We cannot let another person into our hearts or minds unless we empty ourselves. We can truly listen to him or truly hear her only out of emptiness. ~M. Scott Peck (from Brainyquote.com)
Happy Spring! I hope you all are enjoying fabulous weather. Lately, I’ve been thinking about emptiness. Sometimes, you might here someone refer to meditation as “emptying the mind.” That works for some people, but not all. The word empty has a negative connotation for most of us.
Indeed, Merriam-Webster’s entry for empty includes these words and phrases: null, unfrequented, containing nothing, lacking substance or reality, destitute, idle, devoid of sense. You get the idea.
But what if you never emptied or cleared anything? Such as your inbox or your refrigerator? What if your stomach was never empty? What if we kept filling everything up and never felt what it was like to feel that emptiness?
My husband and I joke that our life is so full that our cup runneth over, puddles at our feet and then sometimes we fall down in it. Pretty close to the truth on a lot of days, but it is not in our human make-up to be constantly full. In the stomach this creates indigestion. In a home it creates chaos and a feeling of bursting at the seams. In the mind fullness can foster in inattention and lack of focus.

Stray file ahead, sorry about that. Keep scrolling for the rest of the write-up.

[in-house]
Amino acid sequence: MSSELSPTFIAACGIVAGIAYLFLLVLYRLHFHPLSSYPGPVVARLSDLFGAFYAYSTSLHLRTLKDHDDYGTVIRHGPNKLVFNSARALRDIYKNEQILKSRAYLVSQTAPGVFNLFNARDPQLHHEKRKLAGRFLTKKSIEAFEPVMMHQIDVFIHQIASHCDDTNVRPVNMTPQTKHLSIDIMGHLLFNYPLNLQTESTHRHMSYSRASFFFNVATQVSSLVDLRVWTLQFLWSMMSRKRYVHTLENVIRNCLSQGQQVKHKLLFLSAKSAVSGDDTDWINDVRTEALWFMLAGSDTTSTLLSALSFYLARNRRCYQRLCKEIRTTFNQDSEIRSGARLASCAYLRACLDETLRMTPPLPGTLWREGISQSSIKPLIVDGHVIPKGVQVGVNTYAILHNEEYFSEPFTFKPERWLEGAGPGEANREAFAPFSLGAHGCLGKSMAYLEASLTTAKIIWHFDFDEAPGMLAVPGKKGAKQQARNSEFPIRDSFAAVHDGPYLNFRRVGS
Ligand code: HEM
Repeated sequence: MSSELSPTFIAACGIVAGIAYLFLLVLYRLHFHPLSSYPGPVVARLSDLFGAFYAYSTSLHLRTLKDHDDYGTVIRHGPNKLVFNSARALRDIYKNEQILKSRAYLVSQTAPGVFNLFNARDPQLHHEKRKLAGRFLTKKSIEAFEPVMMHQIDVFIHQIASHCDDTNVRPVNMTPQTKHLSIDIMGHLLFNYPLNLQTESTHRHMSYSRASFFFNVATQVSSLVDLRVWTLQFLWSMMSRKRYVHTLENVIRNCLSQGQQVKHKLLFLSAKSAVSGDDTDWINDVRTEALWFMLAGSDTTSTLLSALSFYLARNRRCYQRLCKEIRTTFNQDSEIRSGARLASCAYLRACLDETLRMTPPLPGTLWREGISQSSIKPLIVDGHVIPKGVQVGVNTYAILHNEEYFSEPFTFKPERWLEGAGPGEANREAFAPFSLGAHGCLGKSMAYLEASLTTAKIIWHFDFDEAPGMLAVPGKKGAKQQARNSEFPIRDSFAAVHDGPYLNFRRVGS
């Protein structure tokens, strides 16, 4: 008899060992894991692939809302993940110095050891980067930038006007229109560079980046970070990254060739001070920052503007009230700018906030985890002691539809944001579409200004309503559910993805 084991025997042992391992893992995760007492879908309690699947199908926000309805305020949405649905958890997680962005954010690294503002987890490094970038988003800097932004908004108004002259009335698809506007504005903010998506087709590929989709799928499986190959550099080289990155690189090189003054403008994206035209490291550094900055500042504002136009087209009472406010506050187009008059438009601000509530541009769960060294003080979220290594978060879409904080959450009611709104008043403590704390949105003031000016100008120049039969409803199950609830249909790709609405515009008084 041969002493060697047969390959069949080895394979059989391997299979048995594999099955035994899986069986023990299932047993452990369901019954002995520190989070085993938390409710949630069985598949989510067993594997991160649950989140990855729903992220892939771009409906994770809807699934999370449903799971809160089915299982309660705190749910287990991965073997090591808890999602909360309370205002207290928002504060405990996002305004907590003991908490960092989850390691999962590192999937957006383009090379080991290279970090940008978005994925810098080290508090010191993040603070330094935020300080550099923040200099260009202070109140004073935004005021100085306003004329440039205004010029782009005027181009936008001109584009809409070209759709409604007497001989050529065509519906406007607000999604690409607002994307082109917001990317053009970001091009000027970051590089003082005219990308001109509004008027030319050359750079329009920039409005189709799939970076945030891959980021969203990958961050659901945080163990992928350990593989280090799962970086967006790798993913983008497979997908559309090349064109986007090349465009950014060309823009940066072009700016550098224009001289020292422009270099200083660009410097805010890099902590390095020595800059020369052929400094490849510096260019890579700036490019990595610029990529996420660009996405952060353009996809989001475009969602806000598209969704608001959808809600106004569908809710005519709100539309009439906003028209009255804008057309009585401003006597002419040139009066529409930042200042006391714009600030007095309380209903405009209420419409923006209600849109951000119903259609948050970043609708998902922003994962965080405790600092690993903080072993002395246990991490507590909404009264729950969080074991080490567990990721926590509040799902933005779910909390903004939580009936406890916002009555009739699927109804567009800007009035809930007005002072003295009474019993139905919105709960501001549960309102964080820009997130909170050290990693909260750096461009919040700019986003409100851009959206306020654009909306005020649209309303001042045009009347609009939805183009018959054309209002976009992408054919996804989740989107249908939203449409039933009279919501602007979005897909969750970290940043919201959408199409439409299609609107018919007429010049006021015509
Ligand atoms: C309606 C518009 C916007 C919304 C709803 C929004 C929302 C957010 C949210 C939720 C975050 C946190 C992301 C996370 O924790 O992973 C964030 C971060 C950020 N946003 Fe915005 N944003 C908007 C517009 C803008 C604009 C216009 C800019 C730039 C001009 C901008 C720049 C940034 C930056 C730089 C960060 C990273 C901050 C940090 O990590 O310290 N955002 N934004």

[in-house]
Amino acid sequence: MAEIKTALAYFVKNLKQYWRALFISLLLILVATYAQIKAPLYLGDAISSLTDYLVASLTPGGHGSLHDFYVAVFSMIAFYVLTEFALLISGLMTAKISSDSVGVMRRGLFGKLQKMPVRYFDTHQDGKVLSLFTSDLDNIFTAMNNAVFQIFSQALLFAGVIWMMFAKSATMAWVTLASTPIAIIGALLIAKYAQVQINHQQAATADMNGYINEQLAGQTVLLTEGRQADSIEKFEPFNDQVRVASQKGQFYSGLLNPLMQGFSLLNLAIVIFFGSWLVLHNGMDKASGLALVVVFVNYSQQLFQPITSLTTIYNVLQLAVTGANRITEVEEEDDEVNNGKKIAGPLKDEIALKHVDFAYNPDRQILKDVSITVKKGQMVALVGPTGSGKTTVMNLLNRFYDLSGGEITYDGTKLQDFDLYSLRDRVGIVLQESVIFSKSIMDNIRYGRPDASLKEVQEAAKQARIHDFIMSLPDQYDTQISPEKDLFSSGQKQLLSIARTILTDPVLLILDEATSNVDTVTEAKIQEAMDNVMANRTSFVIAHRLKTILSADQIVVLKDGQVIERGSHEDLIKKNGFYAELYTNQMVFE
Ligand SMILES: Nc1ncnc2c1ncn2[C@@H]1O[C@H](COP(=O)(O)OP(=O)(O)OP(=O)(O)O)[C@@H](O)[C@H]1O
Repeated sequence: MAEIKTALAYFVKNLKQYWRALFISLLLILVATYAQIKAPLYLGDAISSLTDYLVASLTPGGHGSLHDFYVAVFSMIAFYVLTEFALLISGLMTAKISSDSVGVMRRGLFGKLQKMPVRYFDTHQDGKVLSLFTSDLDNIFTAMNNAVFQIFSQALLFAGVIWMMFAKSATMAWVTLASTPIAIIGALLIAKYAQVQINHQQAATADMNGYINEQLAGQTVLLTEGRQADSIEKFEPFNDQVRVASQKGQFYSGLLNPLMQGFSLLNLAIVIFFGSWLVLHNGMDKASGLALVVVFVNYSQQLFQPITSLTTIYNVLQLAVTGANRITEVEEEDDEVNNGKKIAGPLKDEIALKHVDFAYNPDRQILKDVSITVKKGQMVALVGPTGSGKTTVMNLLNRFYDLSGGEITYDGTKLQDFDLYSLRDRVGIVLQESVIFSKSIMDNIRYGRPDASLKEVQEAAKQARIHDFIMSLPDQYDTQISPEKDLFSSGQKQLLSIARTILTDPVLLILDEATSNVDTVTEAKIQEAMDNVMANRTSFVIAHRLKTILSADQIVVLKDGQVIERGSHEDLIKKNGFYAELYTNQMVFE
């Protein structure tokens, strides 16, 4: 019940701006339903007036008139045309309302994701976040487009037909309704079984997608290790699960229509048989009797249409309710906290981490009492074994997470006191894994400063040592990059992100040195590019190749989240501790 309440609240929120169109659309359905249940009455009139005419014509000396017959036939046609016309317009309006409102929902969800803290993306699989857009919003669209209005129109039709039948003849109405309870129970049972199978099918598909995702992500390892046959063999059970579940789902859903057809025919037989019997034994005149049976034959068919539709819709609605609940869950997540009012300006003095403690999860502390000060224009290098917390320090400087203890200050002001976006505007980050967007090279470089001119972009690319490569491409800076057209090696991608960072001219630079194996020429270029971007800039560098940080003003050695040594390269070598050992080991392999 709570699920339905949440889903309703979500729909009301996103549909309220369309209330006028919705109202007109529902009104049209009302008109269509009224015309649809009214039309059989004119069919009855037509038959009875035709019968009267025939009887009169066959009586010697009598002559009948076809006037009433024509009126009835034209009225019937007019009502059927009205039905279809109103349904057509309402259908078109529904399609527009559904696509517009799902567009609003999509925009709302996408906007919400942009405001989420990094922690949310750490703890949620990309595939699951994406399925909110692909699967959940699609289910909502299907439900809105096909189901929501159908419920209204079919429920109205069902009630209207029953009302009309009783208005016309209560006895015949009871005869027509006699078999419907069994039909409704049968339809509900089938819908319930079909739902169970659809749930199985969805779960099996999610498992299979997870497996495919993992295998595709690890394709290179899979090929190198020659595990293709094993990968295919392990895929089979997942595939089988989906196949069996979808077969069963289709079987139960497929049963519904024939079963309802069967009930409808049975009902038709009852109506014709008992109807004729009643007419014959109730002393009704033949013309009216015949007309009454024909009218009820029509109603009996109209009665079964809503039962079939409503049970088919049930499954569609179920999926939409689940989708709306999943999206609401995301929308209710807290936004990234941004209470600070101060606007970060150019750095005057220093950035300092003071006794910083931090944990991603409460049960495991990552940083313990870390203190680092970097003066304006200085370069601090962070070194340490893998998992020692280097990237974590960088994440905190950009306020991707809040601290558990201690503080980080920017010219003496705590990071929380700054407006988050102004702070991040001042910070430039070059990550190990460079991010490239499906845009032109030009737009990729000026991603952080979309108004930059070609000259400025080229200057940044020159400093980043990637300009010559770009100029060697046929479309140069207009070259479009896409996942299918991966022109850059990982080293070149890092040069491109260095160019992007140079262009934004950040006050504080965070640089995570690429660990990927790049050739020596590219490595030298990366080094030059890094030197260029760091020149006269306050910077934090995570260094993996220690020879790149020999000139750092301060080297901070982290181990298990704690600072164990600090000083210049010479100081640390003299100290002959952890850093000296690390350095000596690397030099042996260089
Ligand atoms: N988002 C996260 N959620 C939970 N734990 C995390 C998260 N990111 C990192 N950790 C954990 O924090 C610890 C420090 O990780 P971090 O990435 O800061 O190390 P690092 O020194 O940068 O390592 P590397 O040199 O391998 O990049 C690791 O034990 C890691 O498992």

There is much to be learned from emptiness. Even an empty gas tank or bank account brings a lesson, never forgotten. Is that a negative or a positive?
Emptiness allows space, breathing room, possibility. Do you know the story of the begging bowl? Buddhist monks sometimes carry “begging bowls” with them and what sustenance they receive for the day comes from what strangers put into their bowls. Sometimes they receive a slice of delicious bread or warm soup. Other times cruel people might spit into their bowls. This is a spiritual lesson because the monks must learn to be grateful for whatever is given to them. There are similar stories across all belief systems.
If we accept emptiness as something that might be positive, then we can learn. If we allow our bellies to feel empty, we might find out what we are hungry for. If we empty, or calm our minds, we might experience an unknown peace. If we allow some space in our day, in our lives then we might discover our greatest potential.
What do Jon Stewart, Bruce Springsteen and emptiness have in common? Take a few minutes and find out! Funny, beautiful and wise-my favorite combination!